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Preventing domestic violence and other types of abuse can be difficult.

Many variables play a role in triggering abusive situations, but there’s help available on Redstone.

“There are so many variables that cause triggers because our experiences are so unique and different. Therefore our triggers are unique and different as well,” Tim Rolfe, the Family Advocacy Program manager, said.

Each situation is unique, but Rolfe combats that by providing a variety of educational and awareness events throughout the year.

The program is part of Army Community Service and serves active duty military, Reserve and National Guard members and their families.

The program will hold various lunch and learns and other events throughout the year like a personal safety class during Domestic Violence Awareness month in October and a 5K race in April for Child Abuse Awareness month.

One of the keys to prevention lies in educating families on how to communicate and manage their emotions, according to Rolfe.

“Healthy communication often times can prevent escalation,” he said. “It can prevent the situation from turning physical. If we’re learning to manage our stress, we’re less likely to engage in aggressive and violent behaviors.

“When we learn resiliency skills, we’re more likely to in stressful situations and not resort to, you know, the name-calling, degrading, the physical intimidation and violence.”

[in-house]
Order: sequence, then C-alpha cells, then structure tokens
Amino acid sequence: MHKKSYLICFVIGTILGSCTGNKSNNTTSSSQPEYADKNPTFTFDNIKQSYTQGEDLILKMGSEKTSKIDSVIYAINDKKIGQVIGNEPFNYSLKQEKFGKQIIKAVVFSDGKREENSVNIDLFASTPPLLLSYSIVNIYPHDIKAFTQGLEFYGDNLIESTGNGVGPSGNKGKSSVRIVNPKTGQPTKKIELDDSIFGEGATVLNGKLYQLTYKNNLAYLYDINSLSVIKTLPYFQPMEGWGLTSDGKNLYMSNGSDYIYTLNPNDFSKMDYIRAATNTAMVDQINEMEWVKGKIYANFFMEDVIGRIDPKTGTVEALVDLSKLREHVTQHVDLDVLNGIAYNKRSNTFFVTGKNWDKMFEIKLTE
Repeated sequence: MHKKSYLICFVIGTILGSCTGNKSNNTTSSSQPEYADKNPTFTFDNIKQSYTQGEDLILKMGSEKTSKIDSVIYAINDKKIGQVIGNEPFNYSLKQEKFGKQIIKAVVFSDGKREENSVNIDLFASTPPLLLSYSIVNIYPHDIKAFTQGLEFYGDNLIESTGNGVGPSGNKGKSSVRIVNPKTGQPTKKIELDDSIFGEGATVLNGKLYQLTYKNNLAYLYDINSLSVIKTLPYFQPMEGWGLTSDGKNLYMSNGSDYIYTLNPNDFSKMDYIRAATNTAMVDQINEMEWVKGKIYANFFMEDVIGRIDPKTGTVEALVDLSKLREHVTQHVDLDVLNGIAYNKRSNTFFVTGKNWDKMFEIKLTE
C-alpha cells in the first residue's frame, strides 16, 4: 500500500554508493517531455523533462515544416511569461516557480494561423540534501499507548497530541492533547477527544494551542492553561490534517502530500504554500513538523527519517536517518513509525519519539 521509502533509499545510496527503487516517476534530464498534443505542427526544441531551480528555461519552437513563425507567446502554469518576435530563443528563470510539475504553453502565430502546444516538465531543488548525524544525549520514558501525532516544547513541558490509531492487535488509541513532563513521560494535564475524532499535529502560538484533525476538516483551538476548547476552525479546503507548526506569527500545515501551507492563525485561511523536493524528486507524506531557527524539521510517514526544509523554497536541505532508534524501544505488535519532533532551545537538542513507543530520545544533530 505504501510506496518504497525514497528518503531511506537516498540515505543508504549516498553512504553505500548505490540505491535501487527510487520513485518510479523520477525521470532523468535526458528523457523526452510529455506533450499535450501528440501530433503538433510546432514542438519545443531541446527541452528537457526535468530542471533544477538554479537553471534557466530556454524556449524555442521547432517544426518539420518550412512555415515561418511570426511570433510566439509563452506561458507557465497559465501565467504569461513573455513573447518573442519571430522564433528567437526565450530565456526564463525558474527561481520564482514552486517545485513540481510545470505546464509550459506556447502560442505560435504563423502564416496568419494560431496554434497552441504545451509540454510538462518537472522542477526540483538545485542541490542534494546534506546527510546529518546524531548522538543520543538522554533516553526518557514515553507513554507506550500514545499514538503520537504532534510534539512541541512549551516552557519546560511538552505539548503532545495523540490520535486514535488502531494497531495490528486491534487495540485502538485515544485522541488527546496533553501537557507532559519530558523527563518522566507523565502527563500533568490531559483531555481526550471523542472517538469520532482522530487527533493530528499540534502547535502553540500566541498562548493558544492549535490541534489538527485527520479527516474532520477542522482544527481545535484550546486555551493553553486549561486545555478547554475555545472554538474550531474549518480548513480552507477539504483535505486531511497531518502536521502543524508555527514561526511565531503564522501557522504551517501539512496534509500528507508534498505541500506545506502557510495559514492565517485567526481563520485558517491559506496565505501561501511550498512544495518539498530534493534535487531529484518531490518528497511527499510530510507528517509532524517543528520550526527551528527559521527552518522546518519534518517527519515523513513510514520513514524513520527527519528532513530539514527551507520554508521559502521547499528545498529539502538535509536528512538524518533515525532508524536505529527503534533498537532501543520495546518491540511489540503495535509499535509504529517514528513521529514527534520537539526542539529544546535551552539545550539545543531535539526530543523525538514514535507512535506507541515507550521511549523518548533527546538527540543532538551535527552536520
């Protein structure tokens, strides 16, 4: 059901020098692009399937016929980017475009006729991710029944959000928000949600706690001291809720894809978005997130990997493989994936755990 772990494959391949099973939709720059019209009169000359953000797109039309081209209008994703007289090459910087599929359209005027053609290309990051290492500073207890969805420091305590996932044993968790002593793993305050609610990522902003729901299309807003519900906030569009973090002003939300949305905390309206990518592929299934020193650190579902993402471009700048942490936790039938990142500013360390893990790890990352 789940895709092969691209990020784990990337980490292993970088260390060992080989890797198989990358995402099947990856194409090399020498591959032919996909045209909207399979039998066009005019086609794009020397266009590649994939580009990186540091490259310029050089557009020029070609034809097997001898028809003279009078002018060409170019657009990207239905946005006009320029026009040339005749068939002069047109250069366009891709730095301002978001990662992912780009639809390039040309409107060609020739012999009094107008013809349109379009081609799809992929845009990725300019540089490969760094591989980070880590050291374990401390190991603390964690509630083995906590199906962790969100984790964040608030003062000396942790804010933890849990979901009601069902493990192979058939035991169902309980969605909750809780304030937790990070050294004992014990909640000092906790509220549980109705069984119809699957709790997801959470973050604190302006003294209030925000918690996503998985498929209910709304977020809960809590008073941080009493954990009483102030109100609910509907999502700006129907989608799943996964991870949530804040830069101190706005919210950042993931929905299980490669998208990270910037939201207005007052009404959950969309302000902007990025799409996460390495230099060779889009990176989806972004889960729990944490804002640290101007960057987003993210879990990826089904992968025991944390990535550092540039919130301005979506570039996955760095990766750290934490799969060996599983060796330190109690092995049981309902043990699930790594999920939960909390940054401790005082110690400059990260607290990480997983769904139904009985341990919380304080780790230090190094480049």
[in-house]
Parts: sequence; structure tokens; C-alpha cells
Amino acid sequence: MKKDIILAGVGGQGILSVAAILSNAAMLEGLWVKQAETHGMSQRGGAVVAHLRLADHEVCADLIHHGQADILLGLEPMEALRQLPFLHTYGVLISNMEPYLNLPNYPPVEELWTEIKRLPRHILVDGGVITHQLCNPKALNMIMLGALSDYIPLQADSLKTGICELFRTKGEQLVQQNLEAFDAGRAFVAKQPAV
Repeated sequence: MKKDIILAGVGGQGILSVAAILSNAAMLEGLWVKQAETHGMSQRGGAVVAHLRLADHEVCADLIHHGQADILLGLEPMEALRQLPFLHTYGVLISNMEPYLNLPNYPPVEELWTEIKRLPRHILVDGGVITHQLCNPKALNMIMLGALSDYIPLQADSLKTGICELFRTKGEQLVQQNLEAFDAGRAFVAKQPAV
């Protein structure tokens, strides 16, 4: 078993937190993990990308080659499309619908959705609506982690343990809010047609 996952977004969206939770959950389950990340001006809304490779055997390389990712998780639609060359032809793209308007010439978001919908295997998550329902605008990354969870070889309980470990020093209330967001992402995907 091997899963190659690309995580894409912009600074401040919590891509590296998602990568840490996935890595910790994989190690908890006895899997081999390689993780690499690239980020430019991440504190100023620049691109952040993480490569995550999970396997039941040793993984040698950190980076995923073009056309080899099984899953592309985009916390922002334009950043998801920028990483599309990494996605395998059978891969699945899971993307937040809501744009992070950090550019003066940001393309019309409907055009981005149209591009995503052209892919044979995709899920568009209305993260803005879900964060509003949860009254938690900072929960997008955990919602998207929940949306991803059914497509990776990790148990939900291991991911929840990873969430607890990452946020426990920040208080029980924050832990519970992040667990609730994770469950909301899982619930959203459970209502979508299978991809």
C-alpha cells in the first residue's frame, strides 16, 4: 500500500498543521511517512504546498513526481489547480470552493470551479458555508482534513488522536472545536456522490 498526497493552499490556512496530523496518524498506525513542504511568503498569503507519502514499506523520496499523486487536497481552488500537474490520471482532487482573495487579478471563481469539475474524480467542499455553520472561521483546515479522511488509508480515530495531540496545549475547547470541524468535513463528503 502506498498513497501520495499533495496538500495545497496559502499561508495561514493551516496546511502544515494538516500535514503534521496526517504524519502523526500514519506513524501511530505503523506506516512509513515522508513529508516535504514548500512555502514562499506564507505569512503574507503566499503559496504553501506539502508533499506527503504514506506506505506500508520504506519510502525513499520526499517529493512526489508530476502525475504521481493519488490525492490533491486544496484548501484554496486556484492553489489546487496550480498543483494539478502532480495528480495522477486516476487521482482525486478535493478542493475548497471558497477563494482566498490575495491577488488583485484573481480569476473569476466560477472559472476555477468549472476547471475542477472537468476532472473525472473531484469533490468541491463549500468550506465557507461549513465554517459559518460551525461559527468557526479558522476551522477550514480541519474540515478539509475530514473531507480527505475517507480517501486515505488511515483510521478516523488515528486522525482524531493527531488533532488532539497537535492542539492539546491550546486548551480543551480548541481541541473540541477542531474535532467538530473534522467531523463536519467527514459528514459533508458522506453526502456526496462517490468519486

Another stressor Rolfe pointed out was differing parenting philosophies. Families can get help navigating those waters, too.

The victim advocate program has two ways a person can report abuse and get help.

The first is restricted reporting.

According to Rolfe, when someone chooses to report domestic violence under the guidelines of restricted reporting, they can disclose the details of their assault to specific individuals like the victim advocate, medical provider or chaplain, and receive medical treatment, counseling, and other services, but this type of reporting doesn’t require a report to command or law enforcement, which would trigger the investigation process.

Unrestricted reporting gives the same access to services to the victim, but it does inform command and law enforcement and trigger an investigation.

Rolfe said there is a victim advocate on staff to help people navigate those choices and find help.

There are several ways to reach out for assistance. Army Community Service is located at building 3443 on Aerobee Road. Its main number is 842-8706. Other resources include Redstone police, 876-2222 or 911; domestic violence victim advocate, 876-5397 (during duty hours) or 508-6613 (after hours); Family Advocacy, 842-8706; Military One Source, 800-342-9647; chaplain, 842-2964; or Behavioral Medicine, 876-9085.

“It takes a community to manage something as complex as family violence,” Rolfe said. “Especially when you have a family that’s so interconnected, and then you have a situation that could potentially pull that family apart, it takes a community of support.”

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